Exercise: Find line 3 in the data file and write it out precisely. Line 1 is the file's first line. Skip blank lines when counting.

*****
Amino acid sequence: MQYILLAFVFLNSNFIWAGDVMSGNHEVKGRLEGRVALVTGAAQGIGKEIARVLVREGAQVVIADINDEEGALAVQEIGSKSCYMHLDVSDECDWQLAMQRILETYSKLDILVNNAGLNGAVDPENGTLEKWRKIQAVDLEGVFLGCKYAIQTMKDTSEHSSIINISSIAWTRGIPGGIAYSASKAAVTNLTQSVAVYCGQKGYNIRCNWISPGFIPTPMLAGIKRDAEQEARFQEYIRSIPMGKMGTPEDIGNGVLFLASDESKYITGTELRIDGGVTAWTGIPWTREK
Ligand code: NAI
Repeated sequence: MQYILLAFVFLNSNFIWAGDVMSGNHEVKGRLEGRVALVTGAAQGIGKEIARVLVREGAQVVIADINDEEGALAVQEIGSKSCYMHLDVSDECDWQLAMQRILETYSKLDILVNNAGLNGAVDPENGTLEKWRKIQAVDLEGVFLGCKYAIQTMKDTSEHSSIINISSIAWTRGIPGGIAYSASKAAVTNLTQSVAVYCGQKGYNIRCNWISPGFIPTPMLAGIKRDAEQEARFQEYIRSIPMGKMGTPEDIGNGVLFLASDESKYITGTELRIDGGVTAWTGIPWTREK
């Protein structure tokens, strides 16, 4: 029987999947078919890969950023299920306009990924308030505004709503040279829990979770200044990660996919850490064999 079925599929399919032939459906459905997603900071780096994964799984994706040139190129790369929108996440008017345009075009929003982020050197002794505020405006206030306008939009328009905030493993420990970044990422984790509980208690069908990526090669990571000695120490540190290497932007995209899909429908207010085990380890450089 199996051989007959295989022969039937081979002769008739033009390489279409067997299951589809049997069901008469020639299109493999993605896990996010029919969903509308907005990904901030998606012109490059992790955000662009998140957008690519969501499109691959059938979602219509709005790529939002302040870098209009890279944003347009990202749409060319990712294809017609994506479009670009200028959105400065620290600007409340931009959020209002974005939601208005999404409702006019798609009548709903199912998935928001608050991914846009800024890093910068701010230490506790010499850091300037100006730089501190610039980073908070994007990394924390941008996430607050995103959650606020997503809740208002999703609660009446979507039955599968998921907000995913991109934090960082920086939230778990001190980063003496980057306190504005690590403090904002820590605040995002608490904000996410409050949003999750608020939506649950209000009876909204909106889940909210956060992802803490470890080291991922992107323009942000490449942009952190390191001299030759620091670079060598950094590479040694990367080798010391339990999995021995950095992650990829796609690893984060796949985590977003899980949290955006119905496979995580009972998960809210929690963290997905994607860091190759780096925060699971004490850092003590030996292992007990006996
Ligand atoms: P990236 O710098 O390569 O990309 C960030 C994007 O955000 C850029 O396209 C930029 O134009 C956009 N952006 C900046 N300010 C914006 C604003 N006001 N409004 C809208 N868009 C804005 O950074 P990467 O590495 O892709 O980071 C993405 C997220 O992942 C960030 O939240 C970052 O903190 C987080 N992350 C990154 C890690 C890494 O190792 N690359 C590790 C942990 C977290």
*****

Repeated sequence: MQYILLAFVFLNSNFIWAGDVMSGNHEVKGRLEGRVALVTGAAQGIGKEIARVLVREGAQVVIADINDEEGALAVQEIGSKSCYMHLDVSDECDWQLAMQRILETYSKLDILVNNAGLNGAVDPENGTLEKWRKIQAVDLEGVFLGCKYAIQTMKDTSEHSSIINISSIAWTRGIPGGIAYSASKAAVTNLTQSVAVYCGQKGYNIRCNWISPGFIPTPMLAGIKRDAEQEARFQEYIRSIPMGKMGTPEDIGNGVLFLASDESKYITGTELRIDGGVTAWTGIPWTREK